St Andrew’s is a guild church, which means it doesn’t actually have a parish of its own, but it is there to serve the people who work round about. It was designed by Sir Christopher Wren, even though the original Church wasn’t destroyed in the Great Fire of London, saved by a change in wind direction, it was in a bad state of repair so Wren decided to re-build it anyway. It is the largest of Wren’s parish churches. It was destroyed by a bomb during the Second World War, which just left the shell of the building. It was decided that it was to be rebuilt to Wren’s designs, and re-opened in 1961 as a guild church. The church is still surviving from a legacy that has been preserved and invested carefully over the centuries, which was originally left by a local armourer, John Thavie, who in 1348 “left a considerable estate towards the support of the fabric forever.” St Andrew’s is definitely worth a look if you can! The preacher spoke of it being the 200th Anniversary of the birth of the Architect Sir George Gilbert Scott, and that we weren’t too far from one of his greatest pieces of work, The Midland Grand hotel at St Pancras Station. He concluded at the end of the sermon, by saying that we are all waiting on a railway station platform, waiting for our announcements. The voice on the tannoy is God’s, and we’ve all got to wait until our announcement is given with where we are to go (that was a condensed version of the sermon).
I discovered the City Temple in the week leading up to Pentecost, as I went along there on the Wednesday night with Zoe to see a performance called the centurion. It was a man giving a performance as a Centurion present at Christ’s trial and Crucifixion, which was a very interesting interpretation. That was when we’d seen the notice outside St Andrew’s about Sung Eucharist. On the Monday of that week, Zoe, Andreas and I went to a show in Hoxton Square. There was a full week of Pentecost related events organised around London. At Hoxton Square, it was an evening of “spoken word,” simple songs, poetry and recitations.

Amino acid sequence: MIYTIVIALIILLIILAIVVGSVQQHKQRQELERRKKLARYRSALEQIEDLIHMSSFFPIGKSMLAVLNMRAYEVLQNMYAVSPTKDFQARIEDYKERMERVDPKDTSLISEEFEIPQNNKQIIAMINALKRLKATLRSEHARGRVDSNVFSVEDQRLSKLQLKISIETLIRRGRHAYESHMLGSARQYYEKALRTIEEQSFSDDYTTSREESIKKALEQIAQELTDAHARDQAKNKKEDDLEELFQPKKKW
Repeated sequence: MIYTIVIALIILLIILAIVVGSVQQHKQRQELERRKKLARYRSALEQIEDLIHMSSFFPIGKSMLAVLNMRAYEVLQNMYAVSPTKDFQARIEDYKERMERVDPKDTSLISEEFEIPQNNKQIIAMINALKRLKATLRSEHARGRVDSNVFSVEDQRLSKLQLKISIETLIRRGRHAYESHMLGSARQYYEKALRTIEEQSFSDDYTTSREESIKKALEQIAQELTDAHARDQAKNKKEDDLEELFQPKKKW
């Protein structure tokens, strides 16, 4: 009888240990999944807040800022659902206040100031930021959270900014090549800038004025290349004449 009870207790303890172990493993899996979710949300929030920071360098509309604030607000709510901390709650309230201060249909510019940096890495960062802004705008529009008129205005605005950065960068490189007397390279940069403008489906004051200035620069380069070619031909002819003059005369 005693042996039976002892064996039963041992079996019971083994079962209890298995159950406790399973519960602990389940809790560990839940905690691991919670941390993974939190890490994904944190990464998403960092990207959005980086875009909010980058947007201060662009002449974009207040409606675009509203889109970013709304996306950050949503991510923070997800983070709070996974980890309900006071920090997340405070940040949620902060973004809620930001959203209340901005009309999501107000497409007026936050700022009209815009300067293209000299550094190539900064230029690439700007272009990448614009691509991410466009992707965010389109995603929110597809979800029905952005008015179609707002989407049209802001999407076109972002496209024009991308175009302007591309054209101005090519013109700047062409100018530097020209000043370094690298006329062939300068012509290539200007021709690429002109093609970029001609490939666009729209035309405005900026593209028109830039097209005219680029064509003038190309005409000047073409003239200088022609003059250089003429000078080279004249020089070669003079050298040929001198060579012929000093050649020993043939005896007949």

I’ve also had a visit from my friend Bobby from Fishburn. He came from Friday to Monday, and we spent a good weekend doing cultured things, shopping and a couple of nights out. We went to see the exhibition called the Cult of Beauty at the Victoria and Albert Museum. It was filled with lots of beautiful paintings and furniture from the end of the 19th century. I’ve also last week been to the British Museum to see the Reliquary exhibition, which is showing lots of mediaeval reliquaries, that are said to contain pieces of saints’ bodies, or pieces of something that belonged to them. There are many beautiful boxes, containers and triptychs that have survived the centuries.
We also had the opportunity last month to go to the 28th floor of the Milbank Tower (at the centre of the student protests a few months ago) to a music launch evening of Victoria Aitken’s. Lisa, Andreas and myself went along for a short while. It was a fascinating place to go, especially to such a height. From the same room it was possible to look at the Houses of Parliament, The London Eye, all the way to the Shard, St Paul’s Cathedral, Piccadilly Circus, even to Battersea Power Station.